From the DOE SLAC Site Office Manager: Conservation of Energy
As the SLAC Site Office, SLAC, and Stanford University grow our relationship and develop more trust, interactions between our organizations can become less episodic and more productive. We should over time have fewer meetings, shorter meetings, and spend less time and effort developing paper, writing reports and generating processes not central to our mission.
After all, we are here to do science.
Everyone's life is full of transactions—from buying groceries to waiting for airport security. Supporting SLAC science also requires transactions—things done as a necessity, activities that support the lab's mission…but at the end of the day are not the mission itself. As a Laboratory, we need to understand and minimize the amount of time and energy each transaction consumes so that we can put as much time and energy as possible into our mission work.
As an example, consider the Office of Science Performance Evaluation and Management Plan process, also known as the PEMP. Through this process, SSO and SLAC establish performance expectations at the beginning of each fiscal year. This is a very important process as it articulates what the Department of Energy expects the lab to do. Here are some thoughts to illustrate how we can have a more effective and less resource consuming process going forward, while still achieving what we set out to do.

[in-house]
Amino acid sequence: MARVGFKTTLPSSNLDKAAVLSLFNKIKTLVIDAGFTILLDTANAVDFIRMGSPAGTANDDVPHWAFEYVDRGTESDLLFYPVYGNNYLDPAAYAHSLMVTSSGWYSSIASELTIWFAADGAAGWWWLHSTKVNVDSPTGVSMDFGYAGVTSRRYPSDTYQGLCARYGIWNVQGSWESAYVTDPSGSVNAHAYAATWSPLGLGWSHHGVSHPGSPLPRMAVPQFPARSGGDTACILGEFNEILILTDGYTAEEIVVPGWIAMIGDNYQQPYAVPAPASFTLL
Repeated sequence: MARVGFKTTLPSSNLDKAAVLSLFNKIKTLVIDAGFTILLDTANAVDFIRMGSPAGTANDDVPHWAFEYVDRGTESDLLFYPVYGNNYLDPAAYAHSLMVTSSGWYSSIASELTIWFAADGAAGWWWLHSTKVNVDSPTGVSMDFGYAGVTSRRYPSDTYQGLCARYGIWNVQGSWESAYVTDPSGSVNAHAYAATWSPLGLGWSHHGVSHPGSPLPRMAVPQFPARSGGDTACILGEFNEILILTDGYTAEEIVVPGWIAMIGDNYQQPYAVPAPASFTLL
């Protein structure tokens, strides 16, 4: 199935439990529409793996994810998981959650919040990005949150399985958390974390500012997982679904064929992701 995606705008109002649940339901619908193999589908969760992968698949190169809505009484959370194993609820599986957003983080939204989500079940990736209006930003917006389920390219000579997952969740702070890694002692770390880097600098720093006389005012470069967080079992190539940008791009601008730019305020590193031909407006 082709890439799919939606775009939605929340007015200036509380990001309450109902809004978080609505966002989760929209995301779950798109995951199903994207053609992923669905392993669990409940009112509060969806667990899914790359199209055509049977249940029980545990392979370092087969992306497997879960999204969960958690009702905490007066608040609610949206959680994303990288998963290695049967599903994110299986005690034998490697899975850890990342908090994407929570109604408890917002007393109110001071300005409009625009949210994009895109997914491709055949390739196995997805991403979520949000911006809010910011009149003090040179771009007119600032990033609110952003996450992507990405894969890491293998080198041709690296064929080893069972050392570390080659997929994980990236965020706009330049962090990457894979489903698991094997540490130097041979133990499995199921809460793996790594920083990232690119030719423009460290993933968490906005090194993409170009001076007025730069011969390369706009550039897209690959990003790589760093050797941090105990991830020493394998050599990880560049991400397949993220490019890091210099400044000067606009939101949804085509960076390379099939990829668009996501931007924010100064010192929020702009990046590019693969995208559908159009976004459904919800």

Using data from the FY07 and FY08 PEMP process, participants produced the following final products (note this does not include the time and energy spent on creating "draft versions," "prep work" or the like):
Lincoln's Gettysburg Address was 246 words.
My point is not that the PEMP unimportant, but it consumes too many resources and we need to work to streamline this transaction. So here is what we are going to do differently this year:
SSO, SLAC and Stanford are working together to minimize transactional costs on many fronts, from restructuring the integrated assessment schedule to improving how we make our required annual Integrated Safety Management System declaration (PDF, 312 KB). Underpinning this effort is a relationship built on trust and transparency that focuses everyone at the lab on our mutual success in sustainable outstanding science.
I challenge each and every one of you to look at the transactions viewed as normal in the daily course of business, and consider how best to continue doing what is needed and required while conserving our precious time and energy.